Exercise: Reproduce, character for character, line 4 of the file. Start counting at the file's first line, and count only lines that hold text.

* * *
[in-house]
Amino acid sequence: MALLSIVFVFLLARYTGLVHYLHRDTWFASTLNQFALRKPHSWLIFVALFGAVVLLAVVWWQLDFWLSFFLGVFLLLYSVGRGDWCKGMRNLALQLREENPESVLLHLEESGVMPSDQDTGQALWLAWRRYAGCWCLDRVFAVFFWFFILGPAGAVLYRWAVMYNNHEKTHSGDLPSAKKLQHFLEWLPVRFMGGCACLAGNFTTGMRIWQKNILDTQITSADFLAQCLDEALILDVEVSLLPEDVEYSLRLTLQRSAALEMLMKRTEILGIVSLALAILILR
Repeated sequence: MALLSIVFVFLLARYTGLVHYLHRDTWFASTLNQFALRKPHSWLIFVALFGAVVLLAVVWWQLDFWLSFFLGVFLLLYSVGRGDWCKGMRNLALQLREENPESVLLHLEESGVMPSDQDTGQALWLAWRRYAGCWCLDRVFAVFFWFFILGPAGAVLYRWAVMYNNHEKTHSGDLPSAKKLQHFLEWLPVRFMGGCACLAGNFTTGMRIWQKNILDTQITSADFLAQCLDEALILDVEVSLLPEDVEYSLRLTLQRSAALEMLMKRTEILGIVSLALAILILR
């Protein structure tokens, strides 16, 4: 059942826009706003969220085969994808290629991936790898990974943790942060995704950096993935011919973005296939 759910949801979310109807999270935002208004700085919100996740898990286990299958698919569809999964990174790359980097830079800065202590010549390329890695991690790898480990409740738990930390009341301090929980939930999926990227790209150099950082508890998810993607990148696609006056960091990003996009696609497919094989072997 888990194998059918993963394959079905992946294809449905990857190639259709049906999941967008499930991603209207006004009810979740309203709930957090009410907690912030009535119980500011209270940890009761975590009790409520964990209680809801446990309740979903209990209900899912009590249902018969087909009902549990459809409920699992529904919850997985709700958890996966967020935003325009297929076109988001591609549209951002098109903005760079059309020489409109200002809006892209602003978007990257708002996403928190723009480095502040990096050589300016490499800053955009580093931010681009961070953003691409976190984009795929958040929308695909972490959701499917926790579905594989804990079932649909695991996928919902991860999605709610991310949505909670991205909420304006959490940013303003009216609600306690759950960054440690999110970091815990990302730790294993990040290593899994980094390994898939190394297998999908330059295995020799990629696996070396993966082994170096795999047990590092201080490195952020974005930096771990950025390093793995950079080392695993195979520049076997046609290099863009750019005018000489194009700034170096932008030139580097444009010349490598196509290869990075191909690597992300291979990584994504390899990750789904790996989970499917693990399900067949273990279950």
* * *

């Protein structure tokens, strides 16, 4: 059942826009706003969220085969994808290629991936790898990974943790942060995704950096993935011919973005296939 759910949801979310109807999270935002208004700085919100996740898990286990299958698919569809999964990174790359980097830079800065202590010549390329890695991690790898480990409740738990930390009341301090929980939930999926990227790209150099950082508890998810993607990148696609006056960091990003996009696609497919094989072997 888990194998059918993963394959079905992946294809449905990857190639259709049906999941967008499930991603209207006004009810979740309203709930957090009410907690912030009535119980500011209270940890009761975590009790409520964990209680809801446990309740979903209990209900899912009590249902018969087909009902549990459809409920699992529904919850997985709700958890996966967020935003325009297929076109988001591609549209951002098109903005760079059309020489409109200002809006892209602003978007990257708002996403928190723009480095502040990096050589300016490499800053955009580093931010681009961070953003691409976190984009795929958040929308695909972490959701499917926790579905594989804990079932649909695991996928919902991860999605709610991310949505909670991205909420304006959490940013303003009216609600306690759950960054440690999110970091815990990302730790294993990040290593899994980094390994898939190394297998999908330059295995020799990629696996070396993966082994170096795999047990590092201080490195952020974005930096771990950025390093793995950079080392695993195979520049076997046609290099863009750019005018000489194009700034170096932008030139580097444009010349490598196509290869990075191909690597992300291979990584994504390899990750789904790996989970499917693990399900067949273990279950």